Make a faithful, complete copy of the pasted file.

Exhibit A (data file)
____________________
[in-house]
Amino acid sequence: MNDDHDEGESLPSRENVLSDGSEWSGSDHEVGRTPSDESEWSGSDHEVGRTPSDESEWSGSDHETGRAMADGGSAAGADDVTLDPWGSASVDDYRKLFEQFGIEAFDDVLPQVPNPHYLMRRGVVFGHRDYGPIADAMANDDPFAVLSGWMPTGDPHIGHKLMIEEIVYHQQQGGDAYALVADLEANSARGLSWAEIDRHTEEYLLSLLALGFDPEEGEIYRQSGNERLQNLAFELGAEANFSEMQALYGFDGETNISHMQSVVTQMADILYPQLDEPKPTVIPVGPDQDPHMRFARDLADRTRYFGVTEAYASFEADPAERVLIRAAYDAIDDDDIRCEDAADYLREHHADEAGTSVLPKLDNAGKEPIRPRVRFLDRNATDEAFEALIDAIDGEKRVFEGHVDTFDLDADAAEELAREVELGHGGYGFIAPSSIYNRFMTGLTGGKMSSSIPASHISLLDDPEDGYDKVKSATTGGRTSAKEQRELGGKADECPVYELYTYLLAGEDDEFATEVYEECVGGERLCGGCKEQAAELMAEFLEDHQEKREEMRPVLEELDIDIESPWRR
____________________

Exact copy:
[in-house]
Amino acid sequence: MNDDHDEGESLPSRENVLSDGSEWSGSDHEVGRTPSDESEWSGSDHEVGRTPSDESEWSGSDHETGRAMADGGSAAGADDVTLDPWGSASVDDYRKLFEQFGIEAFDDVLPQVPNPHYLMRRGVVFGHRDYGPIADAMANDDPFAVLSGWMPTGDPHIGHKLMIEEIVYHQQQGGDAYALVADLEANSARGLSWAEIDRHTEEYLLSLLALGFDPEEGEIYRQSGNERLQNLAFELGAEANFSEMQALYGFDGETNISHMQSVVTQMADILYPQLDEPKPTVIPVGPDQDPHMRFARDLADRTRYFGVTEAYASFEADPAERVLIRAAYDAIDDDDIRCEDAADYLREHHADEAGTSVLPKLDNAGKEPIRPRVRFLDRNATDEAFEALIDAIDGEKRVFEGHVDTFDLDADAAEELAREVELGHGGYGFIAPSSIYNRFMTGLTGGKMSSSIPASHISLLDDPEDGYDKVKSATTGGRTSAKEQRELGGKADECPVYELYTYLLAGEDDEFATEVYEECVGGERLCGGCKEQAAELMAEFLEDHQEKREEMRPVLEELDIDIESPWRR